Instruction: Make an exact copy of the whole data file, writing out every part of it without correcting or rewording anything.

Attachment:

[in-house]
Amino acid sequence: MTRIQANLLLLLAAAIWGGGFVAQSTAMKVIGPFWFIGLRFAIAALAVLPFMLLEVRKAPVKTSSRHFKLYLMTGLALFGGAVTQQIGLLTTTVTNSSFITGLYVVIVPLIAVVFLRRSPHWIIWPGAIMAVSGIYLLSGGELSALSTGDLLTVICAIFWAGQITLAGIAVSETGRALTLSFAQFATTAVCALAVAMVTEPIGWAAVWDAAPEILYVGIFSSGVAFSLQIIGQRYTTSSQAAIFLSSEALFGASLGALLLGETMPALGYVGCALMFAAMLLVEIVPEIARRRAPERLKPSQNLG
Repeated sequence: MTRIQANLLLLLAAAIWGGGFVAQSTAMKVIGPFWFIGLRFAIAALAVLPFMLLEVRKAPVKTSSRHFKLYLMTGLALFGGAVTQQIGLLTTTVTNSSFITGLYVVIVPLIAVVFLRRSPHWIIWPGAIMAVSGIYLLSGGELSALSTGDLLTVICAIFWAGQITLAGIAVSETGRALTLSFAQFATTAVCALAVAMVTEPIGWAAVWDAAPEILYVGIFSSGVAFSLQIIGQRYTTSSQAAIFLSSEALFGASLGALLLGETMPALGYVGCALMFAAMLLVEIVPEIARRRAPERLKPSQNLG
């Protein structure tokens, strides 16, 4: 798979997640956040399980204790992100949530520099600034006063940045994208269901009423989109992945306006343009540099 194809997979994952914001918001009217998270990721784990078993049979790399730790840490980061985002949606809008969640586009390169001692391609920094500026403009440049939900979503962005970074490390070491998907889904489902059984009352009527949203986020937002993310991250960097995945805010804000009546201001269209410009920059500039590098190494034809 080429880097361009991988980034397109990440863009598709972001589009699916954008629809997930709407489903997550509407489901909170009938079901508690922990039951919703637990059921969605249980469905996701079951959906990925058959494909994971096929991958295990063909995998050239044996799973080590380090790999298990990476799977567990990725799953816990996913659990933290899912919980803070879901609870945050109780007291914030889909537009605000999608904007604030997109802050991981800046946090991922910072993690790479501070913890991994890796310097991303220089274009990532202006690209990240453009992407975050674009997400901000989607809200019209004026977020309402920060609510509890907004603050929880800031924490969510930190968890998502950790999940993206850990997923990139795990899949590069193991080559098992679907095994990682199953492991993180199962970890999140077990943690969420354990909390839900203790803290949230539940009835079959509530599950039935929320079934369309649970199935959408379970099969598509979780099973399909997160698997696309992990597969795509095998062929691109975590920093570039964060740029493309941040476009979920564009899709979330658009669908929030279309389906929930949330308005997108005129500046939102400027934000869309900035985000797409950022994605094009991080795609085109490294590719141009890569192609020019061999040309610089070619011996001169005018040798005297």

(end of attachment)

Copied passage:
[in-house]
Amino acid sequence: MTRIQANLLLLLAAAIWGGGFVAQSTAMKVIGPFWFIGLRFAIAALAVLPFMLLEVRKAPVKTSSRHFKLYLMTGLALFGGAVTQQIGLLTTTVTNSSFITGLYVVIVPLIAVVFLRRSPHWIIWPGAIMAVSGIYLLSGGELSALSTGDLLTVICAIFWAGQITLAGIAVSETGRALTLSFAQFATTAVCALAVAMVTEPIGWAAVWDAAPEILYVGIFSSGVAFSLQIIGQRYTTSSQAAIFLSSEALFGASLGALLLGETMPALGYVGCALMFAAMLLVEIVPEIARRRAPERLKPSQNLG
Repeated sequence: MTRIQANLLLLLAAAIWGGGFVAQSTAMKVIGPFWFIGLRFAIAALAVLPFMLLEVRKAPVKTSSRHFKLYLMTGLALFGGAVTQQIGLLTTTVTNSSFITGLYVVIVPLIAVVFLRRSPHWIIWPGAIMAVSGIYLLSGGELSALSTGDLLTVICAIFWAGQITLAGIAVSETGRALTLSFAQFATTAVCALAVAMVTEPIGWAAVWDAAPEILYVGIFSSGVAFSLQIIGQRYTTSSQAAIFLSSEALFGASLGALLLGETMPALGYVGCALMFAAMLLVEIVPEIARRRAPERLKPSQNLG
């Protein structure tokens, strides 16, 4: 798979997640956040399980204790992100949530520099600034006063940045994208269901009423989109992945306006343009540099 194809997979994952914001918001009217998270990721784990078993049979790399730790840490980061985002949606809008969640586009390169001692391609920094500026403009440049939900979503962005970074490390070491998907889904489902059984009352009527949203986020937002993310991250960097995945805010804000009546201001269209410009920059500039590098190494034809 080429880097361009991988980034397109990440863009598709972001589009699916954008629809997930709407489903997550509407489901909170009938079901508690922990039951919703637990059921969605249980469905996701079951959906990925058959494909994971096929991958295990063909995998050239044996799973080590380090790999298990990476799977567990990725799953816990996913659990933290899912919980803070879901609870945050109780007291914030889909537009605000999608904007604030997109802050991981800046946090991922910072993690790479501070913890991994890796310097991303220089274009990532202006690209990240453009992407975050674009997400901000989607809200019209004026977020309402920060609510509890907004603050929880800031924490969510930190968890998502950790999940993206850990997923990139795990899949590069193991080559098992679907095994990682199953492991993180199962970890999140077990943690969420354990909390839900203790803290949230539940009835079959509530599950039935929320079934369309649970199935959408379970099969598509979780099973399909997160698997696309992990597969795509095998062929691109975590920093570039964060740029493309941040476009979920564009899709979330658009669908929030279309389906929930949330308005997108005129500046939102400027934000869309900035985000797409950022994605094009991080795609085109490294590719141009890569192609020019061999040309610089070619011996001169005018040798005297």